The Consumer Rights Act 2015 (‘CRA’) was introduced by the government in March 2015 and comes into force today. This Act updates existing law and introduces a series of new consumer protection measures.
Under the Act, there is now a 30 day period to return faulty goods. Previous legislation has been unclear on how long a ‘reasonable’ period is and as to how long consumers have to reject goods. Goods have to be ‘fit for purpose’ and if you discover a fault within 30 days, you are entitled to a full refund. Consumers are able to dispute this if they are not given this option.
There is also now protection regarding digital content purchases. Under previous legislation, consumers were only protected if the digital content was stored on tangible media, such as software on a CD. The new Act provides protection for consumers purchasing digital content online, where the content is defective or is not as it was described. ‘Digital content’ is defined as data produced and supplied in digital form, such as computer games, applications, music, video or texts.
There has been a clear move towards treating the purchase of digital content in the same way to that of physical goods by entrenching the consumer’s three core statutory rights:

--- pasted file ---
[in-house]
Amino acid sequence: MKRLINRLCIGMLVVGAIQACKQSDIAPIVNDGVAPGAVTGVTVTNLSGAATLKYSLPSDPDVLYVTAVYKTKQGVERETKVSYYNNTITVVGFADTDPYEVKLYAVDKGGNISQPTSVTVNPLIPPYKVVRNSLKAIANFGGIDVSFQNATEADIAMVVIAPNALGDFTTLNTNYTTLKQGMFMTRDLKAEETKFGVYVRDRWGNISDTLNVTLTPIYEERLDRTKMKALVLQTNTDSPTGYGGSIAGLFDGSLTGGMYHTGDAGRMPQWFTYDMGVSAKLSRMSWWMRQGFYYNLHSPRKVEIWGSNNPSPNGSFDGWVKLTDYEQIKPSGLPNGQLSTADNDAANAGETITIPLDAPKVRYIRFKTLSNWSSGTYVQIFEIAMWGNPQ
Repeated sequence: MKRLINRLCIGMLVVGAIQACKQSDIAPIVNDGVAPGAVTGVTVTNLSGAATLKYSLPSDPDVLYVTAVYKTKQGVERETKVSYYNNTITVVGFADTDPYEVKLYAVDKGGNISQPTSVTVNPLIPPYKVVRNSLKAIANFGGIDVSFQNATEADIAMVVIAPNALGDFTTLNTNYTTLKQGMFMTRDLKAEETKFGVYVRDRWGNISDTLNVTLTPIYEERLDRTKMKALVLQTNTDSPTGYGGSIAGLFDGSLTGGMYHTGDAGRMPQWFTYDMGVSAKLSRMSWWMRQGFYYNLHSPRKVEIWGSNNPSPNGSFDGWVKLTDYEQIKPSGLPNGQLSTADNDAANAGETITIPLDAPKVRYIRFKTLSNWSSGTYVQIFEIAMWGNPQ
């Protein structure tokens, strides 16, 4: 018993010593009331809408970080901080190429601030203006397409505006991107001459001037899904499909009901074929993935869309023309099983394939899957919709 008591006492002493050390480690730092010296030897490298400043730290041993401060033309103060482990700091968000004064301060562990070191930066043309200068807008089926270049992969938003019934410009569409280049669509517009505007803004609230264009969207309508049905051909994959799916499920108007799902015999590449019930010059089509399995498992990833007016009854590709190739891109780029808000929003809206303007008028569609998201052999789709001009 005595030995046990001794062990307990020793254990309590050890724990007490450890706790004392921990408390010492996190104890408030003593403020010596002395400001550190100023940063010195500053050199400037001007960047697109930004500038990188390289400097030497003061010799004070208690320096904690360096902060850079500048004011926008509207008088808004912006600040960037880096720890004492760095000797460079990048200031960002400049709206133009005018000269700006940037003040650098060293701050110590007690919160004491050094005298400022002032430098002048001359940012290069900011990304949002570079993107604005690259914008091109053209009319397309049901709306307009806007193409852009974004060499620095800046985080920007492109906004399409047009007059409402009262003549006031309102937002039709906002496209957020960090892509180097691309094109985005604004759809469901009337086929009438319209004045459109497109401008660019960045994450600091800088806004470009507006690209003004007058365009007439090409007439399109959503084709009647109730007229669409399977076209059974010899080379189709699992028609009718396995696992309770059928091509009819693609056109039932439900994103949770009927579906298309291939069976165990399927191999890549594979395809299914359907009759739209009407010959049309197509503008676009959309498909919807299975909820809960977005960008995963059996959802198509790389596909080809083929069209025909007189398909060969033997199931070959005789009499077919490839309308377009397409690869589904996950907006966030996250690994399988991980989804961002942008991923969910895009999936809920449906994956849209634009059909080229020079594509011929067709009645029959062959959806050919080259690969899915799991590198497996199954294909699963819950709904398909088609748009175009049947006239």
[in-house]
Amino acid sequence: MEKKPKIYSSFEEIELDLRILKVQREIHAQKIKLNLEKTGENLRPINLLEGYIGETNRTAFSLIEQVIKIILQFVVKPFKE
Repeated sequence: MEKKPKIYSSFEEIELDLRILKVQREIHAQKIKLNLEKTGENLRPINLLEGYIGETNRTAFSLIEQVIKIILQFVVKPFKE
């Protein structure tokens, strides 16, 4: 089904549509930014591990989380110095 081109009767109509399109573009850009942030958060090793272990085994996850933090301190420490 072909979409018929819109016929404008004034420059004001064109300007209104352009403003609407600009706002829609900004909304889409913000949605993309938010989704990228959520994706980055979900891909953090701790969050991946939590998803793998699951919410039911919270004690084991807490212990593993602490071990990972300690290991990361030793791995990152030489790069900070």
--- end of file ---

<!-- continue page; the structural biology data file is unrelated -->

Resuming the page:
- goods to be of satisfactory quality
- fit for purpose
- correspond with the description
Consumers are entitled to have their defective goods repaired or replaced. If this is unsuccessful, consumers can demand their money back in full during the first six months.
The Act also allows consumers to demand that any services provided which are sub-standard are re-done or the price is deducted accordingly. This includes services such as a garage repair or a haircut.
If you need advice on this, or any dispute resolution matter, please contact Mark Fitch at Hatch Brenner on 01603 660811.